Speaking during the Gartner Security and Risk Virtual Summit, research director David Gregory said the COVID-19 pandemic could be “considerable, in terms of the number of people who might be available” to fill security job roles. Despite this, he said it is unlikely this will lead to the right skills being available.
Globally, Gregory said that it was predicted that the skills gap would remain, and he suspected the impact of COVID-19 would not affect that.
He said a “fundamental issue is business are often guilty of looking in the wrong place for the wrong people with the wrong skills,” and it is the view of Gartner that there are underlying problems holding organizations back in this area. This includes businesses trying to find the “right candidate, even though this is never guaranteed.”
He also said a demand for “instant results” has led to a demand for instant talent rather than forming a long-term strategy, and organizations “develop their resilience strategy in silos, so working in this way we’re not able to see the bigger picture.”
Citing Gartner statistics which showed 61% of survey respondents said they are struggling to find and hire security professionals, Gregory said this requires an organizational response, as if a business operates in silos, “they will never understand full business concerns.” He also said that whilst IT and technical knowledge is important, business should be able to “engage with people at all levels of the organization, coupled with business acumen, which will be every bit as valuable in the future.”
He said the following skills are in demand, and can be developed and trained, and may also be suitable for outsourcing:
- Information security/cybersecurity analyst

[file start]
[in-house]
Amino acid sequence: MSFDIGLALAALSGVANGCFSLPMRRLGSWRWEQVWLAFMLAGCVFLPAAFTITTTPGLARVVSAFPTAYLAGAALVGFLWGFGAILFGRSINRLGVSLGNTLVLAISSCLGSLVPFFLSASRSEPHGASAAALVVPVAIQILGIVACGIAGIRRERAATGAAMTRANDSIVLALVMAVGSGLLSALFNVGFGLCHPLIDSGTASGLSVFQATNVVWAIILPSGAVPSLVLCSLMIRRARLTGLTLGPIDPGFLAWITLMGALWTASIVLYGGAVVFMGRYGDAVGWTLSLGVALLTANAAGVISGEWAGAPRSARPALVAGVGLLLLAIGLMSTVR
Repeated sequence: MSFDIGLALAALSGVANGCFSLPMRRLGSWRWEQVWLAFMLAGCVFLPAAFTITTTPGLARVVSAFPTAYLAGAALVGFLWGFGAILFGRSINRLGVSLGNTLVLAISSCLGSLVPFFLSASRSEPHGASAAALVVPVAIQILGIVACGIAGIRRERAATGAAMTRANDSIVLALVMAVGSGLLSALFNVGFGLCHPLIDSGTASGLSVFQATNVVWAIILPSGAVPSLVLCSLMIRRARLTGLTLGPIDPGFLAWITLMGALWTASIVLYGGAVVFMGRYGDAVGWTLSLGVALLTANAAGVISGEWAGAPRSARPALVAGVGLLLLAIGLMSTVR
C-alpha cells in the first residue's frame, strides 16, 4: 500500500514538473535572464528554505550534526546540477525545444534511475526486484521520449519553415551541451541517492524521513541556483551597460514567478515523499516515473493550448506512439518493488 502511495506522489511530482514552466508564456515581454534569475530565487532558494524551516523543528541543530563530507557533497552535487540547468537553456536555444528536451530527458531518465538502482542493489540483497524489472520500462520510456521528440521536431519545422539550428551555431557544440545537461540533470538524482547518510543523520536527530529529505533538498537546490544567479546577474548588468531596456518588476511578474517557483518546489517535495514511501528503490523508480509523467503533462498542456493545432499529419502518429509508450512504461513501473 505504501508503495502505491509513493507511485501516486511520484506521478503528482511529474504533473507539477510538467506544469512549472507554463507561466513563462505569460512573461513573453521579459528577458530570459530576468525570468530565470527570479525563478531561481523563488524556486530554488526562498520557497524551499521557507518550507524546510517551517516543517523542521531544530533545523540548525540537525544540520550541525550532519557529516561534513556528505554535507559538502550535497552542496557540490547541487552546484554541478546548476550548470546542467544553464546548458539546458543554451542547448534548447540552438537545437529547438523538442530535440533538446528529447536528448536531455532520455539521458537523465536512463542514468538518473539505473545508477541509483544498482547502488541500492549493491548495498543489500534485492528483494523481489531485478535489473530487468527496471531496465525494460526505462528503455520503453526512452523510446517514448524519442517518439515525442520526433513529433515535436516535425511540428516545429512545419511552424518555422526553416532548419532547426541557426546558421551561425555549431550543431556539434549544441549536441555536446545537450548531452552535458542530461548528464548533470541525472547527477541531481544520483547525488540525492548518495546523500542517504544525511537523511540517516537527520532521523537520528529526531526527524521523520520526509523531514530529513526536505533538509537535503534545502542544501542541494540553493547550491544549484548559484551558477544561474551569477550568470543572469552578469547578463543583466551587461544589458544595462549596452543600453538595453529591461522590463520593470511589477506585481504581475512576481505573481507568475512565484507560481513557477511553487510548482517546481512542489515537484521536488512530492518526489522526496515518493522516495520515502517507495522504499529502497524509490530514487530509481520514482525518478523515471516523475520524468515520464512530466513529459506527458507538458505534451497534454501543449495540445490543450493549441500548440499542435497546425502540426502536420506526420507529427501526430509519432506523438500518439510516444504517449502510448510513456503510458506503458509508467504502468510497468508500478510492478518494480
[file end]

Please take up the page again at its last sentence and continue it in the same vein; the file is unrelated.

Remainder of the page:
- Security engineer/architect
- Vulnerability analyst/penetration tester
- Cyber-threat analyst
- Risk assurance analyst
- Information security/cybersecurity manager
“Now, more than ever, there is a need to ensure we have the right skills and competencies within our organizations,” he said. “The impact of COVID-19 will provide significant business challenges and lead almost certainly to organizations having to do more with less. There will be a need to focus on ensuring that the right skills are available to drive your organization through and beyond these difficult times.”
Gregory also said the COVID-19 pandemic will allow organizations to remove a “need to be in the office” mentality to hiring, “and the recruitment net can be cast over a wider geographic area for roles that can now be fulfilled remotely.”
For a strategic workforce planning process, Gregory recommended these steps:
- Understand business strategy, define value drivers/capabilities
- Segment roles by impact on capability delivery
- Scan the environment to identify key factors driving future-state scenarios
- Construct scenarios for the future state of the workforce
- Assess the current state of the workforce, define gaps against the future states
- Develop action plans to close gaps, monitor process and adjust for change
“There will be a need to bridge the skills gap inside the organization,” he said. “Taking a market-driven predictive approach connects those employees and learners to those in-demand skills. So to stay ahead of the curve, there is a need to consider reviewing the skills and recruitment strategy within your organization.”
A way to do this is to create job ladders so employees can see a career path, rather than just a job, which can better ensure employees remain with a company and make an organization “a destination of choice.”
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